Balabina, V., T. Mishina. Considering the Destruction of the Latest Eneolithic Village at Tell Yunatsite – In: Boyadzhiev, Y., S. Terzijska-Ignatova (eds.) -The Golden Fifth Millennium. Thrace and Its Neighbour Areas in the Chalcolithic, Sofia 2011, 39-47.
Boyadziev, Y.Chronology of Prehistoric Cultures in Bulgaria. – In: Bailey D. and I. Panayotov (eds.). Prehistoric Bulgaria. Monographs in World Archaeology № 22, Madison, Wisconsin 1995, 149-191.
Boyadziev Y.Chalcolithic Stone Architecture from Bulgaria - Archaeologia Bulgarica VIII, Sofia 2004, 1-12.
Boyadzhiev, Y. Tell Yunatsite: Development and Absolute Chronology of the Settlements from the Beginning of the Chalcolithic to the Early Bronze Age. – In: Neolithic and Copper Age between the Carpathians and the Aegean Sea. S. Hansen, P. Raczky, A. Anders, A. Reingruber (eds.). DAI, 2015, 381-394 (Archäologie in Eurasien, 31).
Grant J., Sam Gorin and Neil Fleming. The Archaeology Coursebook: an Introduction to Themes, Sites, Methods and Skills. Routledge, 2008.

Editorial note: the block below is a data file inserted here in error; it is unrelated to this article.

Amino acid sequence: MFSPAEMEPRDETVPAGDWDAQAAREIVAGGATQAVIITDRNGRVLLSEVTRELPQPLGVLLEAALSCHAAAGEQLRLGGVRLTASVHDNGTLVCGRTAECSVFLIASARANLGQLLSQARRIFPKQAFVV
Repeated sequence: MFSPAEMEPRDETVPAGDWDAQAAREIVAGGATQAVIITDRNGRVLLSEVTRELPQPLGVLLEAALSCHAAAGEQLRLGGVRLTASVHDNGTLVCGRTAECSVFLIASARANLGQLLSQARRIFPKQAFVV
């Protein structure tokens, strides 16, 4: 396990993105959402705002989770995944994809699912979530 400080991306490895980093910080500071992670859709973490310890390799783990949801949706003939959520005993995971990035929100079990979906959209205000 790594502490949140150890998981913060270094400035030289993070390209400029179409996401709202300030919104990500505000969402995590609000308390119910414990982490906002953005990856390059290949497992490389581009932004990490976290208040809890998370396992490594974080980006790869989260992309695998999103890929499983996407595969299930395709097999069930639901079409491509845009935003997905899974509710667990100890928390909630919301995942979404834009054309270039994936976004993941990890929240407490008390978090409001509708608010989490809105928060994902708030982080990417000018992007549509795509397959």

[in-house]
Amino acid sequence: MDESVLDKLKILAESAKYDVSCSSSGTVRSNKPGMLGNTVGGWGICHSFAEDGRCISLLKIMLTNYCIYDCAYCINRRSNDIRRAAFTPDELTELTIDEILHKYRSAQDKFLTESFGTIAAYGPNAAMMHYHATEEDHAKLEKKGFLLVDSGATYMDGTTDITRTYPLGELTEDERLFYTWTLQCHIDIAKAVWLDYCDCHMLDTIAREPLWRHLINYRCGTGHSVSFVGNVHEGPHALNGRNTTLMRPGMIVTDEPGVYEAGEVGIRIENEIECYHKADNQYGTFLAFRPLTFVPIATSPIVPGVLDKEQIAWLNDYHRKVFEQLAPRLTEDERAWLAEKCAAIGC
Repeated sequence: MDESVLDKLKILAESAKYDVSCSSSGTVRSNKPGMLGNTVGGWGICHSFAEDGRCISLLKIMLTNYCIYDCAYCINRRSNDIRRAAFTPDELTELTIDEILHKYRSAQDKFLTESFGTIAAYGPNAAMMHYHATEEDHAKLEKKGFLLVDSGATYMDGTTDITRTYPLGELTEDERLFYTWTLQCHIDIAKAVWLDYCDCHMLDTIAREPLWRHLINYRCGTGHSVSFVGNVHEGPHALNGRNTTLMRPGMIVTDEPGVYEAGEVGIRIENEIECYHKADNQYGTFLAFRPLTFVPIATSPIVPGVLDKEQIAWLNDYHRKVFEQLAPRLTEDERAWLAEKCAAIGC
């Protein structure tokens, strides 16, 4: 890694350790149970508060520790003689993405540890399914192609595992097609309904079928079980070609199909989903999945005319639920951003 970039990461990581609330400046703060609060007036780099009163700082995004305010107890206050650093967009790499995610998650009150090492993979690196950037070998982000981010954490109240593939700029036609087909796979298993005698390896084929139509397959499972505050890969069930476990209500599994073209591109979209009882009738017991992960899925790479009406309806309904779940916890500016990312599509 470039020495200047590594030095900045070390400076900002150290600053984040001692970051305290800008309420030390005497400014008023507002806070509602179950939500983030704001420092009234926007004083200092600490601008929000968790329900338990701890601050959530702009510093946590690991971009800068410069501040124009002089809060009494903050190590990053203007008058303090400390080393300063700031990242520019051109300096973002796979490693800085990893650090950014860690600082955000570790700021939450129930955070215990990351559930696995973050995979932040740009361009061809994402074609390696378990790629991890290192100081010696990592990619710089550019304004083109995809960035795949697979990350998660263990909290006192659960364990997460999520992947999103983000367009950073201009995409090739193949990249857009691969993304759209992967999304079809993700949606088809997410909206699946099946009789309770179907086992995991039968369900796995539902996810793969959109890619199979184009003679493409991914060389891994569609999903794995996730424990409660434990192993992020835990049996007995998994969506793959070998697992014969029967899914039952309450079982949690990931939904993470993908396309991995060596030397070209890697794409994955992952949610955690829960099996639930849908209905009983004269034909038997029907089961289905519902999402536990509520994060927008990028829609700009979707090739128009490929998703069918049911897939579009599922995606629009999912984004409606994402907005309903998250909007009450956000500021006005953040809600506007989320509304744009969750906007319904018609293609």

Merpert N. J. The Problem of Transition from the North Balkan Aeneolithic to the Early Bronze Age in the Upper Thracian Valley – In: Europa Indo-Europea, Roma 1994, 41-50.
Todorova N., Mazanova V. Late Chalcolithic Ceramic Style at Yunatsite Tell (Approach to the Systematization of the Ceramics from the Newly Excavated Levels) – In: Nikolova L. (ed.) - Technology, Style and Society. BAR International Series 854, Oxford 2000, 331-361.
Zäuner, S. The Dark Side of the Chalcolithic. Evidence for Warfare at Tell Yunatsite? An Anthropological Approach – Boyadzhiev, Y., S. Terzijska-Ignatova (eds.) -The Golden Fifth Millennium. Thrace and Its Neighbour Areas in the Chalcolithic, Sofia 2011, 49-56.
Aslanis I., Y. Boyadziev. Fleißdeponierung in der chalkolithischen Siedlung von Yunatsite – Іn: Prehistoric Thrace. Proceedings of the International Symposium in Stara Zagora, Sofia – Stara Zagora 2004, 370-378.
Boyadzhiev K. Development and Distribution of Close Combat Weapons in Bulgarian Chalcolithic - Studia Preahistorica 14, Sofia 2011, 265 – 281.
Boyadzhiev Y., I. Aslanis, S. Terzijska-Ignatova, V. Mazanova. Yunatsite: Ein Bulgarisch–Griechisches Grabungsprojekt. Die Jahre 2002–2008 - In: Boyadzhiev, Y., S. Terzijska-Ignatova (eds.) -The Golden Fifth Millennium. Thrace and Its Neighbour Areas in the Chalcolithic, Sofia 2011, 21-37.